Shoot Your Shot

5 Aug

What exactly happened to funk after 1975?

The short answer is that it ran out of ideas. As the civil rights movement lost momentum, and the American cultural landscape changed, funk simply failed to adapt. The bravura style of Nixon-era political anthems (“You Can Have Watergate” and “Impeach the President“) found less traction during the Ford and Carter administrations. Social justice themes (“Am I Black Enough for You?“) also waned as the nation’s economic doldrums paralyzed growth and the popular imagination. By the time Reagan took office, hip hop had succeeded funk as the primary pop medium for social and political redress.

While its influence was felt through the 1980s, funk failed to top charts, ceding ground to modern soul, smooth R&B, and most importantly, disco. Funk was the primary forerunner to the disco craze; the initial dalliance between genres became permanent when the vinyl standard for club play changed from 7″ to 12″ singles. Whereas early funk entries relied on tight instrumentation and swift rhythmic progression from build to breakdown, the later songs began to sprawl. Under disco’s influence, funk artists mixed tracks for extended play and locked the tempo at a more regimented 120-130 BPM. As dance music continued to change, synthesizers replaced the Hammond B3 organ; Roland 808s replaced the funky drummer. And the music lost its nuts.

There were, of course, numerous exceptions. You could say that P-Funk made a solid run into the 90s but–as a snooty aside–I regard George Clinton about as seriously as I do Jerry Garcia. If you’re a fan, you probably don’t give a fuck. That’s partly my point. Other popular artists, such as Prince, Clarence Reid aka “Blow Fly”, and Cameo, made significant strides in the 1980s, pushing the limits in funk’s rhythmic arrangements and sexual candor. That being said, the cod pieces and heavy breathing fail to convince me against the obvious: the music lacks excitement.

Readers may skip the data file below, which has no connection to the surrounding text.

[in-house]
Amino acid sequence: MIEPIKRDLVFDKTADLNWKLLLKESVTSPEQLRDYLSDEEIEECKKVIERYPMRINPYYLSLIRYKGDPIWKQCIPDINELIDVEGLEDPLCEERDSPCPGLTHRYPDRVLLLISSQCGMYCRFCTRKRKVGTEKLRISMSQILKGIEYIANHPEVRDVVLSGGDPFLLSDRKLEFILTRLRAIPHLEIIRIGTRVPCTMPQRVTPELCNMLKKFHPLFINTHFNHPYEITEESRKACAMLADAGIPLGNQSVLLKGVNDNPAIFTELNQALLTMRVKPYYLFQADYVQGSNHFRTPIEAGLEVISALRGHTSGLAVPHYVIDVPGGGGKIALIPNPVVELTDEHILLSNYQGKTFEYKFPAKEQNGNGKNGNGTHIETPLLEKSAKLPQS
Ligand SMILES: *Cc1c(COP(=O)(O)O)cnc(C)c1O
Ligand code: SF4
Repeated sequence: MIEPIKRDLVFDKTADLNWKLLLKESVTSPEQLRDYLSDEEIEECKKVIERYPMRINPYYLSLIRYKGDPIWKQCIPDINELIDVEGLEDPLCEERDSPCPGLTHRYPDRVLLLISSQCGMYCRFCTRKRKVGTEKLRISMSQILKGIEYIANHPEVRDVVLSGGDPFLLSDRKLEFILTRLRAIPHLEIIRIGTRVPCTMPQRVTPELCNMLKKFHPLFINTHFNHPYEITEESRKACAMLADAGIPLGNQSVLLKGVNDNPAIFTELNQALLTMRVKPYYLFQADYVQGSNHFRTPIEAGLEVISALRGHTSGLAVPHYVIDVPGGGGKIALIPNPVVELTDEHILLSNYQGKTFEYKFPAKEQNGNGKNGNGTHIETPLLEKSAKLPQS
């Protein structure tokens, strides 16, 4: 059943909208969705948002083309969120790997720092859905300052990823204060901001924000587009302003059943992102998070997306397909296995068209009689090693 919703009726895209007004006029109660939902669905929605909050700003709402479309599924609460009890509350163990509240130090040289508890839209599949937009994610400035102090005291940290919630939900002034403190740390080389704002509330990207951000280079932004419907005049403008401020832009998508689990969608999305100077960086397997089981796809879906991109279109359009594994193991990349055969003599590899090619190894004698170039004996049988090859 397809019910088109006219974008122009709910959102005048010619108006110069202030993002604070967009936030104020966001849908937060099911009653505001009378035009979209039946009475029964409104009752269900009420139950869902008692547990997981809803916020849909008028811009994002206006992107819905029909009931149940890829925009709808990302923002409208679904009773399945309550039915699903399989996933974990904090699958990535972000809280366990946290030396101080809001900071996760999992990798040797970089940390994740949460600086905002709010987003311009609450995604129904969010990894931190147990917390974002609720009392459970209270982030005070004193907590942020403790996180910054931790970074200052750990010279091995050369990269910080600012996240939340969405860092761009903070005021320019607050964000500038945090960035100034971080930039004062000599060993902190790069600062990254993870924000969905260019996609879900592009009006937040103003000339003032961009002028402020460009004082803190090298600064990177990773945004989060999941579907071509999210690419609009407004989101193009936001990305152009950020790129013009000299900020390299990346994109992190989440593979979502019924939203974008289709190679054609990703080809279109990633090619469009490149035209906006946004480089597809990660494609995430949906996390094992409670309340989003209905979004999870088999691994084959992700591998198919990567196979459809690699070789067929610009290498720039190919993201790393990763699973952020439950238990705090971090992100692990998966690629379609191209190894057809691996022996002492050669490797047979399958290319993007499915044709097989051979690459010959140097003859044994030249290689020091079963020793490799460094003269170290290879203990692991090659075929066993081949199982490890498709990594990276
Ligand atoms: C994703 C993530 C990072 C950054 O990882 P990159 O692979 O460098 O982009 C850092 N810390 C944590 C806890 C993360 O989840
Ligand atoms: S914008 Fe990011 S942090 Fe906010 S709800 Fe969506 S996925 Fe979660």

This mix represents my most sincere attempt to find the raw energy in late-entry funk. None of the recordings were released before 1975 and some date as late as 1984. Expect a few nods at the era’s biggest competing influences: disco, Italio, electro, and Afro-futurist jazz. No? Suffice it to say that this compilation sounds a lot like a Grand Theft Auto soundtrack.

It’s a party mix. You should be fully prepared to get down or go to the gym before you listen. I’m serious.

Track List:
1. Bob James – Tappan Zee (Intro)
2. Spade Brigade – I’m Your Man
3. Pure Essence – Third Rock
4. Margaret Singana – Why Did You Do It?
5. Van Twist – Hot Wax
6. Roy Ayers – Everybody
7. Change – Paradise
8. Evelyn Champagne King – Love Come Down
9. Gil Scott Heron – Willing
10. Bohannon – Summertime Groove
11. Xavier – Do It To The Max
12. East Coast – The Rock
13. Idris Muhammad – Could Heaven Ever Be Like This?
14. Pure Essence – Wake Up

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